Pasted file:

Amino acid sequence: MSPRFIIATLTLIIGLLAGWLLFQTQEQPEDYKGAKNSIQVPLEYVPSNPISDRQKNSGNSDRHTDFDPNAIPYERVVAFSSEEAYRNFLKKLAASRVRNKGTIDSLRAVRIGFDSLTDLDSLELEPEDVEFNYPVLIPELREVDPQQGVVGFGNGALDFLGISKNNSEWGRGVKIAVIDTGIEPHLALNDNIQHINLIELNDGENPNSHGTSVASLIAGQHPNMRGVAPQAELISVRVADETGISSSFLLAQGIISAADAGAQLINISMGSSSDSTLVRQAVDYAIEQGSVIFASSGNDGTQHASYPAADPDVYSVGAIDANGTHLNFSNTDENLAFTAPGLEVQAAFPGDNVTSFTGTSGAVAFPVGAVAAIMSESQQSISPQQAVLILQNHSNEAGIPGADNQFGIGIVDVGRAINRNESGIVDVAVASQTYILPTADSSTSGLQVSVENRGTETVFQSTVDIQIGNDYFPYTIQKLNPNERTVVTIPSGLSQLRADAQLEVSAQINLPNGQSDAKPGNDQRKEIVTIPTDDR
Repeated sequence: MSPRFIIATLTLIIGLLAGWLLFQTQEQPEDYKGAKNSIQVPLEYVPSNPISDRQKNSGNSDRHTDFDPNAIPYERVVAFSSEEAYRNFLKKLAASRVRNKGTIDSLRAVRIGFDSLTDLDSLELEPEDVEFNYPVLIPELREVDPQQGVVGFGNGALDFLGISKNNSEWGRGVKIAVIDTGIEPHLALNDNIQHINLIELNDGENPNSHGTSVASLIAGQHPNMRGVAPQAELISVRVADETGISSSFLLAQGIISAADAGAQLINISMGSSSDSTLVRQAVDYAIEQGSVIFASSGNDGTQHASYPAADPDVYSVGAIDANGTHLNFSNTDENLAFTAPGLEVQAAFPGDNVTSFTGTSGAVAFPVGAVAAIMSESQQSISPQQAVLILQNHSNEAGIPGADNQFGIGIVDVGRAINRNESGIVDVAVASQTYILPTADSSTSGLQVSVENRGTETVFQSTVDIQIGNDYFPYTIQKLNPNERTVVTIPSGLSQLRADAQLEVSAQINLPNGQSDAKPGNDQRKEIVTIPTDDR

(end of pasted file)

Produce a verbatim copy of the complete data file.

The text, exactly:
Amino acid sequence: MSPRFIIATLTLIIGLLAGWLLFQTQEQPEDYKGAKNSIQVPLEYVPSNPISDRQKNSGNSDRHTDFDPNAIPYERVVAFSSEEAYRNFLKKLAASRVRNKGTIDSLRAVRIGFDSLTDLDSLELEPEDVEFNYPVLIPELREVDPQQGVVGFGNGALDFLGISKNNSEWGRGVKIAVIDTGIEPHLALNDNIQHINLIELNDGENPNSHGTSVASLIAGQHPNMRGVAPQAELISVRVADETGISSSFLLAQGIISAADAGAQLINISMGSSSDSTLVRQAVDYAIEQGSVIFASSGNDGTQHASYPAADPDVYSVGAIDANGTHLNFSNTDENLAFTAPGLEVQAAFPGDNVTSFTGTSGAVAFPVGAVAAIMSESQQSISPQQAVLILQNHSNEAGIPGADNQFGIGIVDVGRAINRNESGIVDVAVASQTYILPTADSSTSGLQVSVENRGTETVFQSTVDIQIGNDYFPYTIQKLNPNERTVVTIPSGLSQLRADAQLEVSAQINLPNGQSDAKPGNDQRKEIVTIPTDDR
Repeated sequence: MSPRFIIATLTLIIGLLAGWLLFQTQEQPEDYKGAKNSIQVPLEYVPSNPISDRQKNSGNSDRHTDFDPNAIPYERVVAFSSEEAYRNFLKKLAASRVRNKGTIDSLRAVRIGFDSLTDLDSLELEPEDVEFNYPVLIPELREVDPQQGVVGFGNGALDFLGISKNNSEWGRGVKIAVIDTGIEPHLALNDNIQHINLIELNDGENPNSHGTSVASLIAGQHPNMRGVAPQAELISVRVADETGISSSFLLAQGIISAADAGAQLINISMGSSSDSTLVRQAVDYAIEQGSVIFASSGNDGTQHASYPAADPDVYSVGAIDANGTHLNFSNTDENLAFTAPGLEVQAAFPGDNVTSFTGTSGAVAFPVGAVAAIMSESQQSISPQQAVLILQNHSNEAGIPGADNQFGIGIVDVGRAINRNESGIVDVAVASQTYILPTADSSTSGLQVSVENRGTETVFQSTVDIQIGNDYFPYTIQKLNPNERTVVTIPSGLSQLRADAQLEVSAQINLPNGQSDAKPGNDQRKEIVTIPTDDR